Can I, unusually, just offer my congratulations and best wishes to the member for Bennelong on behalf of the Opposition and the Australian Labor Party. John Alexander was a great Australian tennis player, a great representative, and he's a man who has a great deal of dignity about him. I thank him also for teaching me how to do a kick second serve. I wish him well in the future. I'm glad that he's retiring, in one perspective, because, when the by-election occurred in Bennelong, I did tell the New South Wales branch secretary at the time: 'We will not beat John Alexander while he is there.' He was also a very good and diligent local member. And I wish him and his family all the best for the future.
on indulgence—In the autumn of 2010, I'd never thought of being a politician. Yet, by the spring of 2010, I was one. The preselected candidate for Flynn had withdrawn his nomination. I was in the party room of the local branch and was told to get a candidate—quick time. When the music stopped, I was left holding the ball.
Flynn is a fairly large electorate. It's 133,000 square kilometres, twice the size of Tasmania. From my business experience, I knew about 50 per cent of the electorate, which just happened to change boundaries between 2007 and 2010. The other 50 per cent, in North and South Burnett, I wasn't too familiar with, so I had to get to know that area pretty quickly in the three months leading into the election.
The election came and went in a blur, and suddenly I was the new member for Flynn. Where to now? Fortunately, Senator Barnaby Joyce, Ron Boswell and Connie Fierravanti-Wells came and gave me some very good advice. Barnaby was in the Senate in those days. I thank Graham McVean. He was my early chief of staff and helped me on the way too.
After three days on the road with Senator Fierravanti-Wells, she told me I had her baffled; she didn't know what faction I belonged to. I responded by saying I didn't know what a 'faction' was; I thought they were only in the Labor Party. How wrong was I! I also found out something else about Connie. I took her down an underground sapphire mine at the Gemfields. She was very allergic to bats. She quickly left me, and I found her later on in the shop buying sapphires.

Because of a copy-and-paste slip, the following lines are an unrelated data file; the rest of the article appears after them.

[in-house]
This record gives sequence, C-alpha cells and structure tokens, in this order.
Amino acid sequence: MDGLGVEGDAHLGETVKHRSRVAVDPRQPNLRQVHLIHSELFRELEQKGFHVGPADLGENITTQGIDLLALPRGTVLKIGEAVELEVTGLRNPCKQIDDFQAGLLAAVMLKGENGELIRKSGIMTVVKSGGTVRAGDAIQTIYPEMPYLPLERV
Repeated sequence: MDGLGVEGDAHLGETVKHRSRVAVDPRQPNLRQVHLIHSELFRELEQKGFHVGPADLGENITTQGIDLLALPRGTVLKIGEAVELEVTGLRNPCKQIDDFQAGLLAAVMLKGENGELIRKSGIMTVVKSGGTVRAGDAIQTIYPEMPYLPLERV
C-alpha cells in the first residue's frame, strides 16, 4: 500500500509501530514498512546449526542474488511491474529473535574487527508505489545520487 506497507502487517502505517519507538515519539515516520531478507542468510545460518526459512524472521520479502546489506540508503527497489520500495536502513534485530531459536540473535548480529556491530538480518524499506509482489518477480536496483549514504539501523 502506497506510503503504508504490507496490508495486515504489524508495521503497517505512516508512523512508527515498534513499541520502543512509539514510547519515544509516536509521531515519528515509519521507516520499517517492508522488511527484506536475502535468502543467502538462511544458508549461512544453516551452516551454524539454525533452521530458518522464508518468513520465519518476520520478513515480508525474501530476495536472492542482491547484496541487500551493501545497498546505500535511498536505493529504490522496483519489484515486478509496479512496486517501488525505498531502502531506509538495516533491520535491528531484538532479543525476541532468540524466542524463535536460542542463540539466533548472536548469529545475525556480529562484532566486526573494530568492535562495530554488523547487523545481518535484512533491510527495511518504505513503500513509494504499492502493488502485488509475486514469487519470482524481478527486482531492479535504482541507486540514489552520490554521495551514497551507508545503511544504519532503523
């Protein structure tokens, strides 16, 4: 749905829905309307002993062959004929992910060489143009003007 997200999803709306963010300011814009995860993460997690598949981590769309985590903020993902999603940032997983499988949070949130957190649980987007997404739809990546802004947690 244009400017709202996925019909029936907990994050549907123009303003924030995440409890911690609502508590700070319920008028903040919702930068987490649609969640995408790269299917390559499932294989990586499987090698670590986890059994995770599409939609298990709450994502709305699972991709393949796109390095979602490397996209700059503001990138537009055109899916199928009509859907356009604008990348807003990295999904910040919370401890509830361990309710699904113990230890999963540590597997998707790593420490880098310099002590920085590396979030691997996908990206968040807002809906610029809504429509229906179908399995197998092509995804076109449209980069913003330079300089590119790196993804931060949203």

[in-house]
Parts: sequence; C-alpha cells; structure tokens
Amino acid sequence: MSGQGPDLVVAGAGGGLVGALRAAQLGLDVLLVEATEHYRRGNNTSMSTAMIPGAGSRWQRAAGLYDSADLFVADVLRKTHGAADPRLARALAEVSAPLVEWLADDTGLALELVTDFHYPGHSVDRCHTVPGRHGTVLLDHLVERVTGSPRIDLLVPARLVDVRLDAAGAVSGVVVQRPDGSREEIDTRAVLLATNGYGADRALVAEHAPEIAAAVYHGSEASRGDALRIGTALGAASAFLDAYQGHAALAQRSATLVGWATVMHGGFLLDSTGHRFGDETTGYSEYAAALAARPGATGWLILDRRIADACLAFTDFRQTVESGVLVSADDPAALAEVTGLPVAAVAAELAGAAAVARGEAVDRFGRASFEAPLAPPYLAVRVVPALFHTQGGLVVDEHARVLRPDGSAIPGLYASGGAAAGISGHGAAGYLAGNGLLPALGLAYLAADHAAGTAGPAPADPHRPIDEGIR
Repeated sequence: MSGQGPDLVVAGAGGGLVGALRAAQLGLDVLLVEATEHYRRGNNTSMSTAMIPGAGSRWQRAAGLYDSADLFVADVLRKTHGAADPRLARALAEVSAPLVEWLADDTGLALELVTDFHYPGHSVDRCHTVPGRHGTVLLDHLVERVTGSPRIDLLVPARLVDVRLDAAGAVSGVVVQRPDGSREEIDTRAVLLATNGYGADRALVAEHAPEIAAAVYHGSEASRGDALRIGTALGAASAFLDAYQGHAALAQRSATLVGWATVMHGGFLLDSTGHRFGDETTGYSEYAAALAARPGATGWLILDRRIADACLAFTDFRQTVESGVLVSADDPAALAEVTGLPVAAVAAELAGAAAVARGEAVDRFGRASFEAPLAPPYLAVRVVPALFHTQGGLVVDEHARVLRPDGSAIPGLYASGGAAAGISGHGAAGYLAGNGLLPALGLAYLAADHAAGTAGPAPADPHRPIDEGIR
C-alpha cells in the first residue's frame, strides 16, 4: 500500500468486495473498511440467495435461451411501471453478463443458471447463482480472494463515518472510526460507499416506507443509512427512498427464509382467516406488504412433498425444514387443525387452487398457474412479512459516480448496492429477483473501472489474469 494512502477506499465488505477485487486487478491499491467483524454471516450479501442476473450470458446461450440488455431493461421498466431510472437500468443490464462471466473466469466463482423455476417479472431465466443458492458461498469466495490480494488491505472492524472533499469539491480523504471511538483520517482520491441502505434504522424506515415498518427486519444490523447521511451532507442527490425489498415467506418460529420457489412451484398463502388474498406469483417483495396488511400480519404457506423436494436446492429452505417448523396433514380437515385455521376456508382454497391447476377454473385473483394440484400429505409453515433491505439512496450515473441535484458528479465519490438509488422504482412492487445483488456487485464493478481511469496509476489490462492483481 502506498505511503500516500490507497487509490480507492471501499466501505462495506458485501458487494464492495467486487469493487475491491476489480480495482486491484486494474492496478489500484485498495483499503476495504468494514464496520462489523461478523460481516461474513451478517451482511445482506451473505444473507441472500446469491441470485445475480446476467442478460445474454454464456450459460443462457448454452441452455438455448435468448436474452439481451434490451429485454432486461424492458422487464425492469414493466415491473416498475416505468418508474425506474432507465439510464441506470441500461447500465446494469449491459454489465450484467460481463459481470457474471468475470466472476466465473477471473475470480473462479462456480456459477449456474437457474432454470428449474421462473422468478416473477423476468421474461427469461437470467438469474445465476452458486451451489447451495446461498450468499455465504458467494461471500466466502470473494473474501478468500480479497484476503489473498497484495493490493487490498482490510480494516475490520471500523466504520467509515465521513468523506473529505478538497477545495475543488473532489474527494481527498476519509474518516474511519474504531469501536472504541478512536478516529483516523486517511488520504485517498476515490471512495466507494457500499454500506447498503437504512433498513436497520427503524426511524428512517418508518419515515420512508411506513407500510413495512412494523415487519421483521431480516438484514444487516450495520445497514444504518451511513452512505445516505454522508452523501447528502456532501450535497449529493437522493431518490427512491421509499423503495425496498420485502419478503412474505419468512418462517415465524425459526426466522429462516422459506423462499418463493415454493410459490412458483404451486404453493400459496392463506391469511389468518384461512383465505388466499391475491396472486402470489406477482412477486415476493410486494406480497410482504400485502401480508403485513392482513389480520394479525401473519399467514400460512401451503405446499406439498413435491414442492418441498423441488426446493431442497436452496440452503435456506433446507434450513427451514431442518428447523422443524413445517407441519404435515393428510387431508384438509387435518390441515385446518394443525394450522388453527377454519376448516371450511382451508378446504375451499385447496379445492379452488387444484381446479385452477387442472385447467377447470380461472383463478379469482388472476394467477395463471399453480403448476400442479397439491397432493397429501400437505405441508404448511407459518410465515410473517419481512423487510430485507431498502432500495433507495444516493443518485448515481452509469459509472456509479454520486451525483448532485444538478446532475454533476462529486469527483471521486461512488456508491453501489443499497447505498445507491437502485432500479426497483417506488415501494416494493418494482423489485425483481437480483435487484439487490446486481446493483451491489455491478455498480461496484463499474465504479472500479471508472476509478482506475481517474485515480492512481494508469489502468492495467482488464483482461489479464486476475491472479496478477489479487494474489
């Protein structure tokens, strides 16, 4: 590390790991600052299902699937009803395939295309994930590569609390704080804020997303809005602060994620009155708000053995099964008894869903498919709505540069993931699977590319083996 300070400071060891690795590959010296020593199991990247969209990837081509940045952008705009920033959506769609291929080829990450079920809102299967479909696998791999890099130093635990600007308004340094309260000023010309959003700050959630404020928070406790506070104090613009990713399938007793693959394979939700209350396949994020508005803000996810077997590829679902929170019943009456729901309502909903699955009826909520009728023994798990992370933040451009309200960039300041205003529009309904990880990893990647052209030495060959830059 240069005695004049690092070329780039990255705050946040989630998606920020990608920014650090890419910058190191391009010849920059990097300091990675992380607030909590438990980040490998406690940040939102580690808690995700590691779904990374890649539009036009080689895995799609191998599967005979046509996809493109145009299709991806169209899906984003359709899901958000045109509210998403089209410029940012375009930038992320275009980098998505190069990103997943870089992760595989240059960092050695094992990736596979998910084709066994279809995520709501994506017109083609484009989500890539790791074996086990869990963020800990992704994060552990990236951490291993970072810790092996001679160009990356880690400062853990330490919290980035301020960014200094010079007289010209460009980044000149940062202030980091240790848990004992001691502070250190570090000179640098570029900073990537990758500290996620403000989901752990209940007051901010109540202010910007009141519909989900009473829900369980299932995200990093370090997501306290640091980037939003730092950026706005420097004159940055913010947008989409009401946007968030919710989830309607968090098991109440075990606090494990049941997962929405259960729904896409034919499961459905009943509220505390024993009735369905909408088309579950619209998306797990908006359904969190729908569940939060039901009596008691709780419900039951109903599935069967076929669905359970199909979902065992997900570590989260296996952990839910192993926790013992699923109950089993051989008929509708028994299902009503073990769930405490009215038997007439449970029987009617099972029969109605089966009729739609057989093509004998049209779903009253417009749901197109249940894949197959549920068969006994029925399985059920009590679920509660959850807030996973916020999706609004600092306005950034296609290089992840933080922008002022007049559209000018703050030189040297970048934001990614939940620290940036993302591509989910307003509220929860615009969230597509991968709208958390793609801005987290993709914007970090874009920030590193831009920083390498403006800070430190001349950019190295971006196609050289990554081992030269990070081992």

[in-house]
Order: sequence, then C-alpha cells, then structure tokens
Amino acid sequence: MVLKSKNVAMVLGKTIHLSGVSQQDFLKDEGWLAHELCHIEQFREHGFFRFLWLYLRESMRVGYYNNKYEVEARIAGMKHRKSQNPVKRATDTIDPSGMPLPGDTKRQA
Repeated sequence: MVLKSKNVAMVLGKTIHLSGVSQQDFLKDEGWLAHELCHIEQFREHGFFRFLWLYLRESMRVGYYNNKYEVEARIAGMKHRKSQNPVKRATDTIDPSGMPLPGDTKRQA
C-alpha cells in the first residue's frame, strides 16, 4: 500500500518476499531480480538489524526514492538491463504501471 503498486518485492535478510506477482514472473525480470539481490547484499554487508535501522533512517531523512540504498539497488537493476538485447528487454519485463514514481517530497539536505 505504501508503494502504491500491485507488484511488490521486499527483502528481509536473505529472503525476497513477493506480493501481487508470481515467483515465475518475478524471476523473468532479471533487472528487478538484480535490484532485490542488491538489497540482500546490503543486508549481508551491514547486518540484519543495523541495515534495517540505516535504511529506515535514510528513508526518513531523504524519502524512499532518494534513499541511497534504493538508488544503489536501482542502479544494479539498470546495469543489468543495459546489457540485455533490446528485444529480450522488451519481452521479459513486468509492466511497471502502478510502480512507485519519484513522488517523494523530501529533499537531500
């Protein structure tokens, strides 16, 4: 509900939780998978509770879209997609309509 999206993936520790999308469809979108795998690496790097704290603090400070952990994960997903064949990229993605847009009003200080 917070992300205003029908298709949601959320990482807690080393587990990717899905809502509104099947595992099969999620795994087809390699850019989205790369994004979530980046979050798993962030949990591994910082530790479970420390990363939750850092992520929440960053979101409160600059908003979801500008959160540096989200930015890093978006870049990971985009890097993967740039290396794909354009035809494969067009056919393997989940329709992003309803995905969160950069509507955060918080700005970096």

So I went into parliament treating my constituents like I did my customers. I was in business for 30 years prior to becoming a parliamentarian. The 'customer is always right' philosophy is what I've based my, probably, four terms on. In the first term, 2010 to 2014, we were in opposition, and the class of 2010 were already making their presence felt in opposition. John Alexander was a case in point. Harry Jenkins was the Speaker, and, unlike some of my colleagues—like Michael McCormack, George Christensen and Ewen Jones—I was never evicted prematurely from the House. Michael McCormack chalked up seven evictions. I think George Christensen probably would have beat him, but nevertheless. Ewen Jones had the loudest voice in the parliament, and he quite often got kicked out. There were other guys in the House then. The late Paul Neville and Bruce Scott were much more refined, and they were never asked to leave the chamber. Even our Nationals leader, Warren Truss, a true statesman, was sent out, much to our surprise. Harry wasn't in the chair on that day.